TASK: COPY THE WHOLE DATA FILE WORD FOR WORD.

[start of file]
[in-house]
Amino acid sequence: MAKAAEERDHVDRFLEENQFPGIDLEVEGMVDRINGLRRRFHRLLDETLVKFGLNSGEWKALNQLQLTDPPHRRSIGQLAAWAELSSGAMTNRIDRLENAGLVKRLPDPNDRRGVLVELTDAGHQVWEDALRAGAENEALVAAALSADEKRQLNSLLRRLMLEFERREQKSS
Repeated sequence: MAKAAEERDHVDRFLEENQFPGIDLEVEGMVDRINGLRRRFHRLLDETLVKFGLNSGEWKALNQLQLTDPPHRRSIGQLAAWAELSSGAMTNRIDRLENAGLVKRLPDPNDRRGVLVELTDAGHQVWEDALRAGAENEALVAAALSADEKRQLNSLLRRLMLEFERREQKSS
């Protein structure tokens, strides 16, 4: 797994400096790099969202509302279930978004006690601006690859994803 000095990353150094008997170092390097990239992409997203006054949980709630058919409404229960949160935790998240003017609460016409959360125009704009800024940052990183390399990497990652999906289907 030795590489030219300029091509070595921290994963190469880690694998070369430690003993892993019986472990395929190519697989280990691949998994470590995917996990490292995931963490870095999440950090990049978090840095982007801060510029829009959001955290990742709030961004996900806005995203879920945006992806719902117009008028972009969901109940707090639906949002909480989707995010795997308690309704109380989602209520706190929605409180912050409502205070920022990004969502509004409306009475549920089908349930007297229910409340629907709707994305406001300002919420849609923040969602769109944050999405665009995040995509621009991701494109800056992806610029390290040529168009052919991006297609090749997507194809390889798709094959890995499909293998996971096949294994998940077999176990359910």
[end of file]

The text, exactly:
[in-house]
Amino acid sequence: MAKAAEERDHVDRFLEENQFPGIDLEVEGMVDRINGLRRRFHRLLDETLVKFGLNSGEWKALNQLQLTDPPHRRSIGQLAAWAELSSGAMTNRIDRLENAGLVKRLPDPNDRRGVLVELTDAGHQVWEDALRAGAENEALVAAALSADEKRQLNSLLRRLMLEFERREQKSS
Repeated sequence: MAKAAEERDHVDRFLEENQFPGIDLEVEGMVDRINGLRRRFHRLLDETLVKFGLNSGEWKALNQLQLTDPPHRRSIGQLAAWAELSSGAMTNRIDRLENAGLVKRLPDPNDRRGVLVELTDAGHQVWEDALRAGAENEALVAAALSADEKRQLNSLLRRLMLEFERREQKSS
């Protein structure tokens, strides 16, 4: 797994400096790099969202509302279930978004006690601006690859994803 000095990353150094008997170092390097990239992409997203006054949980709630058919409404229960949160935790998240003017609460016409959360125009704009800024940052990183390399990497990652999906289907 030795590489030219300029091509070595921290994963190469880690694998070369430690003993892993019986472990395929190519697989280990691949998994470590995917996990490292995931963490870095999440950090990049978090840095982007801060510029829009959001955290990742709030961004996900806005995203879920945006992806719902117009008028972009969901109940707090639906949002909480989707995010795997308690309704109380989602209520706190929605409180912050409502205070920022990004969502509004409306009475549920089908349930007297229910409340629907709707994305406001300002919420849609923040969602769109944050999405665009995040995509621009991701494109800056992806610029390290040529168009052919991006297609090749997507194809390889798709094959890995499909293998996971096949294994998940077999176990359910």